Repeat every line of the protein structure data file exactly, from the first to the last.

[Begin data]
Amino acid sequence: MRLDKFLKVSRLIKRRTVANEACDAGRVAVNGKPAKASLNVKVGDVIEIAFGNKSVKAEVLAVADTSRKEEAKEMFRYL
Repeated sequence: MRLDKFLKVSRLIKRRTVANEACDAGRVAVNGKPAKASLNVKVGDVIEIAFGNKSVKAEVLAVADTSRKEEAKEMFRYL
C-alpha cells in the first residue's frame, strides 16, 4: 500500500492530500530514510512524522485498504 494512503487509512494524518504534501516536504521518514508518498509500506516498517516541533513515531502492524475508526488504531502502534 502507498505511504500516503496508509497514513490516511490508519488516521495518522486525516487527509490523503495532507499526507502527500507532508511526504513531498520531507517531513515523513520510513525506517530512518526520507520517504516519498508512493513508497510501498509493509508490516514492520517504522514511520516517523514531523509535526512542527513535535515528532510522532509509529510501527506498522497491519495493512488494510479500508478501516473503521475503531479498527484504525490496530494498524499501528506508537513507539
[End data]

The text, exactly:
Amino acid sequence: MRLDKFLKVSRLIKRRTVANEACDAGRVAVNGKPAKASLNVKVGDVIEIAFGNKSVKAEVLAVADTSRKEEAKEMFRYL
Repeated sequence: MRLDKFLKVSRLIKRRTVANEACDAGRVAVNGKPAKASLNVKVGDVIEIAFGNKSVKAEVLAVADTSRKEEAKEMFRYL
C-alpha cells in the first residue's frame, strides 16, 4: 500500500492530500530514510512524522485498504 494512503487509512494524518504534501516536504521518514508518498509500506516498517516541533513515531502492524475508526488504531502502534 502507498505511504500516503496508509497514513490516511490508519488516521495518522486525516487527509490523503495532507499526507502527500507532508511526504513531498520531507517531513515523513520510513525506517530512518526520507520517504516519498508512493513508497510501498509493509508490516514492520517504522514511520516517523514531523509535526512542527513535535515528532510522532509509529510501527506498522497491519495493512488494510479500508478501516473503521475503531479498527484504525490496530494498524499501528506508537513507539